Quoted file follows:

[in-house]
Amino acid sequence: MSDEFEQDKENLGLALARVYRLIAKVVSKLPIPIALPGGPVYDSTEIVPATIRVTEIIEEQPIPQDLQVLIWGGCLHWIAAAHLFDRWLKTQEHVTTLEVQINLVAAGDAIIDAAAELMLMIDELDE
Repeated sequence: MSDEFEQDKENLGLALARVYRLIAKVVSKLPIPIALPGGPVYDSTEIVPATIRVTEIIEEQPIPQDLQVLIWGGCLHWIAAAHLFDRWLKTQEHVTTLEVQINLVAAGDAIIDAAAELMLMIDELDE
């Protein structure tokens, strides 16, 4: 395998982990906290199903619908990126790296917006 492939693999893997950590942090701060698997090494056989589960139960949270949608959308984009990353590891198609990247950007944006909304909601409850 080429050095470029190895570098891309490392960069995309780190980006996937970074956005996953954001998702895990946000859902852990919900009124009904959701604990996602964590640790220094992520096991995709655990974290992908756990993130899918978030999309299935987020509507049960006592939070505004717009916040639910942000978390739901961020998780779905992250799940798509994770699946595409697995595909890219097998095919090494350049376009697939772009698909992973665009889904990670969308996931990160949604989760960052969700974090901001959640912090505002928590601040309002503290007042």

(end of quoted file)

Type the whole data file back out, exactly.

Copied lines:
[in-house]
Amino acid sequence: MSDEFEQDKENLGLALARVYRLIAKVVSKLPIPIALPGGPVYDSTEIVPATIRVTEIIEEQPIPQDLQVLIWGGCLHWIAAAHLFDRWLKTQEHVTTLEVQINLVAAGDAIIDAAAELMLMIDELDE
Repeated sequence: MSDEFEQDKENLGLALARVYRLIAKVVSKLPIPIALPGGPVYDSTEIVPATIRVTEIIEEQPIPQDLQVLIWGGCLHWIAAAHLFDRWLKTQEHVTTLEVQINLVAAGDAIIDAAAELMLMIDELDE
């Protein structure tokens, strides 16, 4: 395998982990906290199903619908990126790296917006 492939693999893997950590942090701060698997090494056989589960139960949270949608959308984009990353590891198609990247950007944006909304909601409850 080429050095470029190895570098891309490392960069995309780190980006996937970074956005996953954001998702895990946000859902852990919900009124009904959701604990996602964590640790220094992520096991995709655990974290992908756990993130899918978030999309299935987020509507049960006592939070505004717009916040639910942000978390739901961020998780779905992250799940798509994770699946595409697995595909890219097998095919090494350049376009697939772009698909992973665009889904990670969308996931990160949604989760960052969700974090901001959640912090505002928590601040309002503290007042």